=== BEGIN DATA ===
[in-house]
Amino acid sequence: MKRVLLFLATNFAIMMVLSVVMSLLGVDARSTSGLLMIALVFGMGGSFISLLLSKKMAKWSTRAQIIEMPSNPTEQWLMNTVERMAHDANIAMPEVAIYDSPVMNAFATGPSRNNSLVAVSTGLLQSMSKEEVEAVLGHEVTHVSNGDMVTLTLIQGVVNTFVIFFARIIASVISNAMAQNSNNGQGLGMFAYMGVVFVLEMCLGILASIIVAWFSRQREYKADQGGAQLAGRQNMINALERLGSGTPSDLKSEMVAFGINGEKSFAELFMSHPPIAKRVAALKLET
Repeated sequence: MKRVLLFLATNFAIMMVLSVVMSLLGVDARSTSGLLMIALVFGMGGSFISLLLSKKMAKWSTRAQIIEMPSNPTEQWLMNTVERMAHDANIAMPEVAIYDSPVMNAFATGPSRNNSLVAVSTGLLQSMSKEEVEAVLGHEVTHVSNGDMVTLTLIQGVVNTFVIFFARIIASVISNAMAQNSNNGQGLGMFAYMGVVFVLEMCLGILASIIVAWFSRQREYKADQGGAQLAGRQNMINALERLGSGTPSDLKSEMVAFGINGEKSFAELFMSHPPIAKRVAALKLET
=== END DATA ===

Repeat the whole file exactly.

[in-house]
Amino acid sequence: MKRVLLFLATNFAIMMVLSVVMSLLGVDARSTSGLLMIALVFGMGGSFISLLLSKKMAKWSTRAQIIEMPSNPTEQWLMNTVERMAHDANIAMPEVAIYDSPVMNAFATGPSRNNSLVAVSTGLLQSMSKEEVEAVLGHEVTHVSNGDMVTLTLIQGVVNTFVIFFARIIASVISNAMAQNSNNGQGLGMFAYMGVVFVLEMCLGILASIIVAWFSRQREYKADQGGAQLAGRQNMINALERLGSGTPSDLKSEMVAFGINGEKSFAELFMSHPPIAKRVAALKLET
Repeated sequence: MKRVLLFLATNFAIMMVLSVVMSLLGVDARSTSGLLMIALVFGMGGSFISLLLSKKMAKWSTRAQIIEMPSNPTEQWLMNTVERMAHDANIAMPEVAIYDSPVMNAFATGPSRNNSLVAVSTGLLQSMSKEEVEAVLGHEVTHVSNGDMVTLTLIQGVVNTFVIFFARIIASVISNAMAQNSNNGQGLGMFAYMGVVFVLEMCLGILASIIVAWFSRQREYKADQGGAQLAGRQNMINALERLGSGTPSDLKSEMVAFGINGEKSFAELFMSHPPIAKRVAALKLET